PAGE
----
As an ex elementary school teacher I have attended many conferences, meetings and in-services about disciplining children with dignity… and becoming a parent has given me a whole other perspective.
There are so many options when it comes to disciplining your children while keeping their dignity intact. When your child is not listening try one of these options:
1. Natural or Logical Consequences: Letting a natural consequence occur (as long as your child is not in danger) or stepping in to create a relevant consequence.
2. Withholding Privileges: Your child will have to give up something that they love if they do not cooperate. Never take away anything they need such as a meal.
3. Time Out: This is best used with kids ages 2-5 and when a specific rule is broken. Allow for a warning first, and then use a safe (and boring) spot for time out.
There are some things that will help you discipline with dignity more effectively…
** Keep in mind that children develop at different rates and have different strengths & weaknesses. Make sure your child fully understands what you are asking of him/her.
** Be Consistent by making sure your rules stay the same. Children will push the limits to find out where their boundaries are. If the rules keep changing, kiddos will keep pushing.
** Know your child’s feelings so that you can look for patterns. This way you can help your child work through any emotional or social issues rather than just giving consequences.
** We tend to want to react right away but if you wait to think before you speak, you can make sure you are being realistic. Once you make a promise or a rule, stick with it.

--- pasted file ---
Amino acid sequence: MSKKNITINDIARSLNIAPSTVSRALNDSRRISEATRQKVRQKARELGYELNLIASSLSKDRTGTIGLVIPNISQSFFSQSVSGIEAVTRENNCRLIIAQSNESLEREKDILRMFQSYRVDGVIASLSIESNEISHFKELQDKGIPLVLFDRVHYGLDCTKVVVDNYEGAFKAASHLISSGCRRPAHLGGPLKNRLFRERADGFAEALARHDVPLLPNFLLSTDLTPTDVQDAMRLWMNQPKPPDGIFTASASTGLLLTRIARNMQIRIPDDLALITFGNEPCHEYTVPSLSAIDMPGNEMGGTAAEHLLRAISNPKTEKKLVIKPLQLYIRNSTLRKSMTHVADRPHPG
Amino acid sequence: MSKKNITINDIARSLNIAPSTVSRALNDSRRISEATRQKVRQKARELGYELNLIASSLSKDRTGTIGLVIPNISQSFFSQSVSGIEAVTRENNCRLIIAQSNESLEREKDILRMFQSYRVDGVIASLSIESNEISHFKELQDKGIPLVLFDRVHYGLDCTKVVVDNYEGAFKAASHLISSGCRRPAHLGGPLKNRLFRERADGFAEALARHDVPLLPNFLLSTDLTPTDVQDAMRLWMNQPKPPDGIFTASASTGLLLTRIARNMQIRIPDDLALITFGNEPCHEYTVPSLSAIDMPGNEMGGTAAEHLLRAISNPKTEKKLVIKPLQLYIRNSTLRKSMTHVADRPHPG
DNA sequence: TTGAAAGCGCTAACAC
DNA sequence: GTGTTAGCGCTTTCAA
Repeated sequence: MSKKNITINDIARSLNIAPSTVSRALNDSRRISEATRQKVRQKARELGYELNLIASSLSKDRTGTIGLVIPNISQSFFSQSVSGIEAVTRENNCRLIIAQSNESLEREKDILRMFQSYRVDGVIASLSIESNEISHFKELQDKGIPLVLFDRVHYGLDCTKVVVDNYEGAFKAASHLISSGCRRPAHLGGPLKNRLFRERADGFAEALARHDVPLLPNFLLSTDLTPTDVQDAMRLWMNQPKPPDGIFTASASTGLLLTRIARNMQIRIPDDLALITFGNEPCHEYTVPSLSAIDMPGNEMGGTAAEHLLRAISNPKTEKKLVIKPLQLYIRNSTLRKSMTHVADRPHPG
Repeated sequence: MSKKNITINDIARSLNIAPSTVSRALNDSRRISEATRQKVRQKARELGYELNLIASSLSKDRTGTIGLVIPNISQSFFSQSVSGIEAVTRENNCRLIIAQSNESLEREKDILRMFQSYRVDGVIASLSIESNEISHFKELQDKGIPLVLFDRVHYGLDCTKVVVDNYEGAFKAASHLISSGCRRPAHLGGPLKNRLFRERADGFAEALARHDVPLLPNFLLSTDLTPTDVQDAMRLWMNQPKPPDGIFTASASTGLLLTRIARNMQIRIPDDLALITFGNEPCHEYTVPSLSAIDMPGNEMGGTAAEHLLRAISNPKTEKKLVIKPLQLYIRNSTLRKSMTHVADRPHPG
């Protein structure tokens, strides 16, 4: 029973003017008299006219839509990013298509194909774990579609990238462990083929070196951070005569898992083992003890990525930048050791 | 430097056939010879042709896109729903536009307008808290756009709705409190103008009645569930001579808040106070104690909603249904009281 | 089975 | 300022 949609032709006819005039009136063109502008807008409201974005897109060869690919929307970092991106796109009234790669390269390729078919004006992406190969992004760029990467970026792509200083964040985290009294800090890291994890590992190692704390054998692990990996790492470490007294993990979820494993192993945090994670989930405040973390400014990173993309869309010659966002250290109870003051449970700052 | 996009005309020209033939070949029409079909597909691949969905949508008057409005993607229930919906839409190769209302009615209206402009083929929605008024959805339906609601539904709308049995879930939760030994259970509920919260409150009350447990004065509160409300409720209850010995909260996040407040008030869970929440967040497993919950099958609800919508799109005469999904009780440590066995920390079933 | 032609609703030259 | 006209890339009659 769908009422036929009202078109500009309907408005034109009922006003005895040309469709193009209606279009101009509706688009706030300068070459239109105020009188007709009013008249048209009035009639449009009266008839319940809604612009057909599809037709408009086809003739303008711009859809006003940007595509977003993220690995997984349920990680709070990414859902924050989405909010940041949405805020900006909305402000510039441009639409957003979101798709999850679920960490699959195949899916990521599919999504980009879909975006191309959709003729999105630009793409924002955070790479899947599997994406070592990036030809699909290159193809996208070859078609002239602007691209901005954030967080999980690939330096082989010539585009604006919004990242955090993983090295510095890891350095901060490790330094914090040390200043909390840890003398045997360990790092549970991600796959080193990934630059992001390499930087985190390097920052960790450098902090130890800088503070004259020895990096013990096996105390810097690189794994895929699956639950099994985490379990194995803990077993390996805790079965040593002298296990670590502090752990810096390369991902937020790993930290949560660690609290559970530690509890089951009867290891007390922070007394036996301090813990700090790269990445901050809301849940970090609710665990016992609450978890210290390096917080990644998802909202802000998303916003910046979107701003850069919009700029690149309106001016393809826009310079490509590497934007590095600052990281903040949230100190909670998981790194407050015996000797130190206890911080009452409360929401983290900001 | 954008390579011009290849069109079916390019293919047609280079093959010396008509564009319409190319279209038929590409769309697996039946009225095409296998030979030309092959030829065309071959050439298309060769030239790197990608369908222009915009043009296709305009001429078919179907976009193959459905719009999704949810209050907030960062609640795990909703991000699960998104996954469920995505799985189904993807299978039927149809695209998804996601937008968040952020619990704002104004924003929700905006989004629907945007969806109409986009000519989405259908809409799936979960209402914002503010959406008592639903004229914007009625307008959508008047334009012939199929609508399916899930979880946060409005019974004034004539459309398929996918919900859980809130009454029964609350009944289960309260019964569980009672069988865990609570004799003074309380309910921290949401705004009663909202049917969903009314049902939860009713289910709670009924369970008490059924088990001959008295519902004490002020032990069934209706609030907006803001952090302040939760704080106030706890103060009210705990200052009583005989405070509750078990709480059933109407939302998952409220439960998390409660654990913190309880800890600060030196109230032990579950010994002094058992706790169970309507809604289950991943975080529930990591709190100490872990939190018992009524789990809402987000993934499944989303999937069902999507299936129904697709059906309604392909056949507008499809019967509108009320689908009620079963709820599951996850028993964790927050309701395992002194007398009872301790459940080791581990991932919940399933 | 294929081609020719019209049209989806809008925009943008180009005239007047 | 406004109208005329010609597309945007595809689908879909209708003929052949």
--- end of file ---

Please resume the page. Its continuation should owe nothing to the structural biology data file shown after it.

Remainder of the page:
** If your little one starts to throw a temper tantrum (even if it’s in public) don’t give in. Don’t be embarrassed. Everyone with a kid has had this happen more than once. Take a deep breath and know that you are always in control. Don’t encourage bad behavior by giving in.
** Most importantly, don’t stress if you don’t handle a situation well the first time. Allow yourself to cool down if you feel like you made a mistake in the heat of the moment and always keep your promises.
Why I do not spank…
In our society you cannot hit your spouse, dogs, co-workers or any other adult… BUT it is “okay” to hit a child if we say we are disciplining them. We (adults) can’t get things right a lot of the time but we expect kids to… and then hit them when they don’t – that just doesn’t make sense to me.
Yes, it takes more time to disciple with dignity and sometimes I think it would be nice to have a ‘quick fix’ to a kicking/screaming tantrum, but I know that I am helping my child problem-solve. I know that in the long run using positive discipline will be better for them and for me.
The American Academy of Pediatrics does not recommend spanking. Although most Americans were spanked as children, we now know that it has several important side effects.
Even though spanking may seem to “work” at first, it loses its impact after a while.
Because most parents do not want to spank, they are less likely to be consistent.
Spanking increases aggression and anger instead of teaching responsibility.
Parents may intend to stay calm but often do not, and then regret their actions later.
Spanking can lead to physical struggles and even grow to the point of harming the child.
It is true that many adults who were spanked as children may be well-adjusted and caring people today. However, research has shown that, when compared with children who are not spanked, children who are spanked are more likely to become adults who are depressed, use alcohol, have more anger, hit their own children, hit their spouses, and engage in crime and violence. These adult outcomes make sense because spanking teaches a child that causing others pain is OK if you’re frustrated or want to maintain control – even with those you love. A child is not likely to see the difference between getting spanked from his parents and hitting a sibling or another child when he doesn’t get what he wants.
Source: Discipline and Your Child (Copyright © 2009 American Academy of Pediatrics)